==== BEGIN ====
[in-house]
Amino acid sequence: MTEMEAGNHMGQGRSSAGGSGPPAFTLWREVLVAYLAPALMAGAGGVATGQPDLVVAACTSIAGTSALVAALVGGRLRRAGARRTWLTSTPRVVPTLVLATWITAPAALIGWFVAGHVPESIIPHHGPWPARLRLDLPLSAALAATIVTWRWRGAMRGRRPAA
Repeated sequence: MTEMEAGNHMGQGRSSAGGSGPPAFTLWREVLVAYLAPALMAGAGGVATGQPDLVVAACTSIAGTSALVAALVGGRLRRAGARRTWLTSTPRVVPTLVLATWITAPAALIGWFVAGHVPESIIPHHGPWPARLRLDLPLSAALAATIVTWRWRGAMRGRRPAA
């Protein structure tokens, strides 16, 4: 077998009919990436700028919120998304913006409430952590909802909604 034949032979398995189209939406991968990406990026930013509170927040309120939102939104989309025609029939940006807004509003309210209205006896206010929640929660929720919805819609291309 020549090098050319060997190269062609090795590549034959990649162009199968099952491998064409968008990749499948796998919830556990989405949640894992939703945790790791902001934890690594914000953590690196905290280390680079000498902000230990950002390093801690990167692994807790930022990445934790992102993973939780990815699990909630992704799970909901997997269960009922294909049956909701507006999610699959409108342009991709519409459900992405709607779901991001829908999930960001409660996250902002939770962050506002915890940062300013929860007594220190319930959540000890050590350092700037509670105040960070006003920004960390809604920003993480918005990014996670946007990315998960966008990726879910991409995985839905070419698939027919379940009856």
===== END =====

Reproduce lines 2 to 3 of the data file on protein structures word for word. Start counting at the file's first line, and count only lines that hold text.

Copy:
Amino acid sequence: MTEMEAGNHMGQGRSSAGGSGPPAFTLWREVLVAYLAPALMAGAGGVATGQPDLVVAACTSIAGTSALVAALVGGRLRRAGARRTWLTSTPRVVPTLVLATWITAPAALIGWFVAGHVPESIIPHHGPWPARLRLDLPLSAALAATIVTWRWRGAMRGRRPAA
Repeated sequence: MTEMEAGNHMGQGRSSAGGSGPPAFTLWREVLVAYLAPALMAGAGGVATGQPDLVVAACTSIAGTSALVAALVGGRLRRAGARRTWLTSTPRVVPTLVLATWITAPAALIGWFVAGHVPESIIPHHGPWPARLRLDLPLSAALAATIVTWRWRGAMRGRRPAA